South African criminilogist Don Pinnock studies the rewards which gangs offer in developing alternatives for marginalised youth
At the time of writing, a Prevention of Organised Crime Bill, which aims to make mere membership of a gang a criminal offence, is being debated in South Africa. Soon youths may be arrested merely because of the colours, symbols, signs and tattoos they display.
Public concern is understandable. But within the debate around the proposed legislation, an important dynamic is being overlooked: as social institutions gangs work extremely well. They serve a purpose way beyond the strong-arm needs of gang and syndicate bosses. If they didn't the kids on the corners wouldn't join them, let alone fight “sometimes to the death “for the territory they claim.
One reason is that gangs provide more emotional support than the youths' often dysfunctional families. Their families are in bad shape because for hundreds of years the colonial overlords poured cheap wine down the throats of Cape workers to keep them quiet. Then the apartheid government ripped up their communities in the name of racial purity, destroying fragile community support networks and dumping people in soulless hokkies on the bleak Cape Flats sand dunes. One can hardly blame youngsters for doing the only thing possible in the tough, alienated neighbourhoods in which they find themselves: creating surrogate families “gangs.
Manhood and courage
But there's another, even more important, reason for the existence of gangs. In the history of all of our cultures, and in cultures people call 'primitive' today, adolescent boys face ordeals and trials that test their manhood and courage. Young girls are taught healing, magic and the secret paths to the ancestors. Hunts, ritual warfare, scarring, circumcision, elaborate rites around the heroic deed or apprenticeship to a master “these are actions strangely similar to what goes on in city gangs.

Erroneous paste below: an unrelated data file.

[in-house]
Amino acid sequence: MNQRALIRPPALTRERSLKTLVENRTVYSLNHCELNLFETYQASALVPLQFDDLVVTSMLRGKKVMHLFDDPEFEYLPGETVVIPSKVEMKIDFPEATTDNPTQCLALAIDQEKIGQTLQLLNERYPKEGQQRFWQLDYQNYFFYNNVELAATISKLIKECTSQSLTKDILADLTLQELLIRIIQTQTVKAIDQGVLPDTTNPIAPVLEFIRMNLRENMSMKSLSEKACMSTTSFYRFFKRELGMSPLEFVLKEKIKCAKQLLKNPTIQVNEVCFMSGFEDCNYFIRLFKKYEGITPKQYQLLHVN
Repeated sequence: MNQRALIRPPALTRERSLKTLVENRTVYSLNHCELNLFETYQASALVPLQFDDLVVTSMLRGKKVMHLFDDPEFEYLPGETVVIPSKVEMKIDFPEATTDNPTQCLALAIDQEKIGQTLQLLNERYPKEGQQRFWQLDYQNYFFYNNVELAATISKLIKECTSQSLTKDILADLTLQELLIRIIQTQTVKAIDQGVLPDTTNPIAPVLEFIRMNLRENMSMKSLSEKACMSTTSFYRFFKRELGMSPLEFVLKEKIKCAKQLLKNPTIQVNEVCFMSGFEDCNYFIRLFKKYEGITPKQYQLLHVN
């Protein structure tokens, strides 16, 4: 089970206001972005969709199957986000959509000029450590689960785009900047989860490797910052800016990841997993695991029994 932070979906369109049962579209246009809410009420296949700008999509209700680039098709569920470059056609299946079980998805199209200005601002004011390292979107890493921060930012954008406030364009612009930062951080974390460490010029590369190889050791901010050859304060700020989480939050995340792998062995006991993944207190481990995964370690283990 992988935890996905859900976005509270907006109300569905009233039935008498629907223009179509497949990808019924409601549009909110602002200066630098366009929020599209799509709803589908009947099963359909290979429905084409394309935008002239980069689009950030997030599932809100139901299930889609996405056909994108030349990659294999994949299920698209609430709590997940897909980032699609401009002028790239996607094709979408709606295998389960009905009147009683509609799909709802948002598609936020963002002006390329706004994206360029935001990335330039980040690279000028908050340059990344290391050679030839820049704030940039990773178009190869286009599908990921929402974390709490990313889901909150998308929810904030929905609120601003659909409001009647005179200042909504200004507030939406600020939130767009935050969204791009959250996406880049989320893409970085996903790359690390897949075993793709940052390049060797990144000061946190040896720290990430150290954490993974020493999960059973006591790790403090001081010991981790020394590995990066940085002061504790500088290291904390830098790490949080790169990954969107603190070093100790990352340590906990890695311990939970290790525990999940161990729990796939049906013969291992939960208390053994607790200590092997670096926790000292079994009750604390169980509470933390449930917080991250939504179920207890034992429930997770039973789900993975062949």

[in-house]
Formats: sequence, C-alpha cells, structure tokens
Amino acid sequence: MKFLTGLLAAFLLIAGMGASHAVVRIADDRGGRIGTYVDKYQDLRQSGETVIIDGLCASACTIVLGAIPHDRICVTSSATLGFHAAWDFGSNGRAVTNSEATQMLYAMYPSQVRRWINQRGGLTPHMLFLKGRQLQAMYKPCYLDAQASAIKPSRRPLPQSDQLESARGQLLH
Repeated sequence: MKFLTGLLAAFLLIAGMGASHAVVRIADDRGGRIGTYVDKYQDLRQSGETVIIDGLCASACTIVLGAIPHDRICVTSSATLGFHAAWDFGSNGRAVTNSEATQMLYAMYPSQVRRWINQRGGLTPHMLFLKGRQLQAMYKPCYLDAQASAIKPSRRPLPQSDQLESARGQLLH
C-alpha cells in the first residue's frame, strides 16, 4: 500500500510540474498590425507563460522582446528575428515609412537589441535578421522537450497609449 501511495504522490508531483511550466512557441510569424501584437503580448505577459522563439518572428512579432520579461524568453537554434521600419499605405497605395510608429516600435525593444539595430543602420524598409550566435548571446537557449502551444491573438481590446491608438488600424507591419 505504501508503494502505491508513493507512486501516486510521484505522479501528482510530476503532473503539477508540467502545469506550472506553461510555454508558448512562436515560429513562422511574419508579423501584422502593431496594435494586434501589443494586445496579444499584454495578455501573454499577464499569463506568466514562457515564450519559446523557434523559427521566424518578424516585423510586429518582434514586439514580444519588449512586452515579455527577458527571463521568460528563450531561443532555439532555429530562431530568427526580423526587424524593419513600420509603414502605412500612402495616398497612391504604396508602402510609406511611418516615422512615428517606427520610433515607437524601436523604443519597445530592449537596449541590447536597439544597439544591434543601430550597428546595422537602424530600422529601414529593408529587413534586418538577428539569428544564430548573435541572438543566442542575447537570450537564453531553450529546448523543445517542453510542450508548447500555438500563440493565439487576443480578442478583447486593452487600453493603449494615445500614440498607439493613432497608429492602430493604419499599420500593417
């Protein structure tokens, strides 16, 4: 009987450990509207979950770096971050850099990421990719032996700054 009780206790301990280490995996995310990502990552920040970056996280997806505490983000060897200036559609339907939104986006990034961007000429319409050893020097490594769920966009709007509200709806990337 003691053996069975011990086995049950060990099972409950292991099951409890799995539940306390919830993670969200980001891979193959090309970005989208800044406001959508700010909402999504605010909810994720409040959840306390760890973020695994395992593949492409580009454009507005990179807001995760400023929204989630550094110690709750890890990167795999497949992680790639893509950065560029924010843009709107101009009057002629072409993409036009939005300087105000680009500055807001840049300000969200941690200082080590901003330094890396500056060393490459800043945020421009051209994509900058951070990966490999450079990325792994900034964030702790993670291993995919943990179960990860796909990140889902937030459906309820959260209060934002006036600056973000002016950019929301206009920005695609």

In our urban cultures “which have lost their ancient roots through migration, poverty or dilution “young people continue to have (and act on) the same needs. Where ritual is absent it is created. Elaborately, often unconsciously, and with tools, substances and attitudes dating back to the dawn of our species, young people still engage in rituals of transformation which have a single goal: adult respect.
In this painful and dangerous journey can be found echoes of African initiation ceremonies, Jewish bar mitzvahs, ancient hunting rituals, Boer kommando lore, images of Hollywood, Christian holy communions, Khoi trance dances, Arthurian legends and many other rituals through which, for millennia, young people have attempted to prove themselves worthy of adulthood. But if to this wild search for identity and social respect you add guns and drugs “and take away the guidance of adults (particularly fathers) who could lead youths into calmer, more acceptable waters “then disaster is inevitable.
On the hard, stony ground of the ghettoes, rituals take on a life-or-death quality and the 'crossing' to adulthood becomes fraught with danger. In this atmosphere police attention, arrest, lashes or prison become the dangers of the hunt, a rite of passage through the police vans and prison cells of the 'enemy' and into the admiring arms of the gang. Excesses are inevitable.
One 14-year-old from Manenberg told us: "The nicest thing about the gang is the sound of the gun. It makes the enemy scared and it makes you feel brave. Every time I hear a shot I imagine it's me, standing with a smoking gun."